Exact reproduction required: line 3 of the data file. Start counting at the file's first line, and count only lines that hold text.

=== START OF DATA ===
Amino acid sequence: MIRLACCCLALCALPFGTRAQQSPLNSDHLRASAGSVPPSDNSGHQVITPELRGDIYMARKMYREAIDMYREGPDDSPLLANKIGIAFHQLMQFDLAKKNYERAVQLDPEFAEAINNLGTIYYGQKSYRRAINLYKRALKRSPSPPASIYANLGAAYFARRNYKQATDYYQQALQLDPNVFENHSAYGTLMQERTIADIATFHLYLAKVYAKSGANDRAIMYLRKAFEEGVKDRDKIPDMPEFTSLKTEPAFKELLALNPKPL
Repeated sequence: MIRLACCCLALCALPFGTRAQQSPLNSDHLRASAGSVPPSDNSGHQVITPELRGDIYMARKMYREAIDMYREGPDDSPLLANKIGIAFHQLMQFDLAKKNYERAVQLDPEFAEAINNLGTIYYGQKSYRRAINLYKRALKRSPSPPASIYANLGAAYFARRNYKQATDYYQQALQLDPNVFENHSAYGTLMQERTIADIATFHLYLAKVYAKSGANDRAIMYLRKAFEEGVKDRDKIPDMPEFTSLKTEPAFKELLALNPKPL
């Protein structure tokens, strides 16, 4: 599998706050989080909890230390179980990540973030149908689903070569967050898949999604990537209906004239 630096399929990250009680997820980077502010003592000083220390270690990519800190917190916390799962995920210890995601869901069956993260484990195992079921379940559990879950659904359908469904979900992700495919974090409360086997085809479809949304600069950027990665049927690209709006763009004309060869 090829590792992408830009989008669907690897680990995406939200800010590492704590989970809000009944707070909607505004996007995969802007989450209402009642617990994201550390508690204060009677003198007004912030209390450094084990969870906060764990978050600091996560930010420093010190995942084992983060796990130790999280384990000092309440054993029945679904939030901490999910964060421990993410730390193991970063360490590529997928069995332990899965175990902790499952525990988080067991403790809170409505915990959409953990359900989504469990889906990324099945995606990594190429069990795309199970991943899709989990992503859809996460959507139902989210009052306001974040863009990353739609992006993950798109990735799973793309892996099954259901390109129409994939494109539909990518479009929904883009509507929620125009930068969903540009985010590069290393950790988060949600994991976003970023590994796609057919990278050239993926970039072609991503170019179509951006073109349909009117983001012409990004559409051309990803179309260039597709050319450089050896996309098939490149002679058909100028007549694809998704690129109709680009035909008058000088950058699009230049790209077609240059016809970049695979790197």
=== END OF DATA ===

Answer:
């Protein structure tokens, strides 16, 4: 599998706050989080909890230390179980990540973030149908689903070569967050898949999604990537209906004239 630096399929990250009680997820980077502010003592000083220390270690990519800190917190916390799962995920210890995601869901069956993260484990195992079921379940559990879950659904359908469904979900992700495919974090409360086997085809479809949304600069950027990665049927690209709006763009004309060869 090829590792992408830009989008669907690897680990995406939200800010590492704590989970809000009944707070909607505004996007995969802007989450209402009642617990994201550390508690204060009677003198007004912030209390450094084990969870906060764990978050600091996560930010420093010190995942084992983060796990130790999280384990000092309440054993029945679904939030901490999910964060421990993410730390193991970063360490590529997928069995332990899965175990902790499952525990988080067991403790809170409505915990959409953990359900989504469990889906990324099945995606990594190429069990795309199970991943899709989990992503859809996460959507139902989210009052306001974040863009990353739609992006993950798109990735799973793309892996099954259901390109129409994939494109539909990518479009929904883009509507929620125009930068969903540009985010590069290393950790988060949600994991976003970023590994796609057919990278050239993926970039072609991503170019179509951006073109349909009117983001012409990004559409051309990803179309260039597709050319450089050896996309098939490149002679058909100028007549694809998704690129109709680009035909008058000088950058699009230049790209077609240059016809970049695979790197």